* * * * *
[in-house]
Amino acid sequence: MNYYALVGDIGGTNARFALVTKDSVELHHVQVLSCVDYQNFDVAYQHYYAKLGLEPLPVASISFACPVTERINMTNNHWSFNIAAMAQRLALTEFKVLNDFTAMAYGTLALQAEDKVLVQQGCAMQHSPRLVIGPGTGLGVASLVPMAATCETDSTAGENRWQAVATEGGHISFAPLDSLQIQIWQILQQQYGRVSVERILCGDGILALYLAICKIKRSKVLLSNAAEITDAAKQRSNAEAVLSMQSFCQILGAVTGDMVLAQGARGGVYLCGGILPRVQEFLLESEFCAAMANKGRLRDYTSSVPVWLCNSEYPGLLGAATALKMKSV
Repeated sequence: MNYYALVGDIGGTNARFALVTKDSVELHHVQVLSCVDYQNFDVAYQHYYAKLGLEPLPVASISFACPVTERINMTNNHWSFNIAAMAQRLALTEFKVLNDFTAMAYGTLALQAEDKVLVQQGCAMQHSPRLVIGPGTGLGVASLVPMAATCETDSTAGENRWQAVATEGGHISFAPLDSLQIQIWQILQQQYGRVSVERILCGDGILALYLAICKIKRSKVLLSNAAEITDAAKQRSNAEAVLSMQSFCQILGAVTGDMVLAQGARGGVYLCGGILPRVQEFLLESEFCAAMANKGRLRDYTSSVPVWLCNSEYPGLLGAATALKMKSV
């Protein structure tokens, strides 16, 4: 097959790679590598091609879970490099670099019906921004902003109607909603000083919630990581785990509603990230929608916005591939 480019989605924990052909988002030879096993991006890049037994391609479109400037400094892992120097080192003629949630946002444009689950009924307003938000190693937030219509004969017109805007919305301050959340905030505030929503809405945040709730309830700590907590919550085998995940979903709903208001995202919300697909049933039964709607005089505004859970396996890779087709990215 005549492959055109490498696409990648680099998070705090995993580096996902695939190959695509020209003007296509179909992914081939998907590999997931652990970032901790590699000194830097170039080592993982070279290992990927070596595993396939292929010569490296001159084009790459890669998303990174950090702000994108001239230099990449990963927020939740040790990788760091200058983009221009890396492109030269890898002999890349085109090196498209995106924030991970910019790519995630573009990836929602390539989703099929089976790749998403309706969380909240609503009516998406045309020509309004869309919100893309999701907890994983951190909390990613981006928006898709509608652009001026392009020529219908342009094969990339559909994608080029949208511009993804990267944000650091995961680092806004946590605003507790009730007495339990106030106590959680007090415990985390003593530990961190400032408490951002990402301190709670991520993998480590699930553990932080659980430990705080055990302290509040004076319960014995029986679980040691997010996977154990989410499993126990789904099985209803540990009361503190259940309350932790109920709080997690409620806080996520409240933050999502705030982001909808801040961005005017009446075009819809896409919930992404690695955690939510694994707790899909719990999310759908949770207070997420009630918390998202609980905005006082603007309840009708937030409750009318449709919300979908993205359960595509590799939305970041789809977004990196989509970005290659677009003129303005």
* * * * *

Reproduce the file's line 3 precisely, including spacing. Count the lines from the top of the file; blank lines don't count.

Repeated sequence: MNYYALVGDIGGTNARFALVTKDSVELHHVQVLSCVDYQNFDVAYQHYYAKLGLEPLPVASISFACPVTERINMTNNHWSFNIAAMAQRLALTEFKVLNDFTAMAYGTLALQAEDKVLVQQGCAMQHSPRLVIGPGTGLGVASLVPMAATCETDSTAGENRWQAVATEGGHISFAPLDSLQIQIWQILQQQYGRVSVERILCGDGILALYLAICKIKRSKVLLSNAAEITDAAKQRSNAEAVLSMQSFCQILGAVTGDMVLAQGARGGVYLCGGILPRVQEFLLESEFCAAMANKGRLRDYTSSVPVWLCNSEYPGLLGAATALKMKSV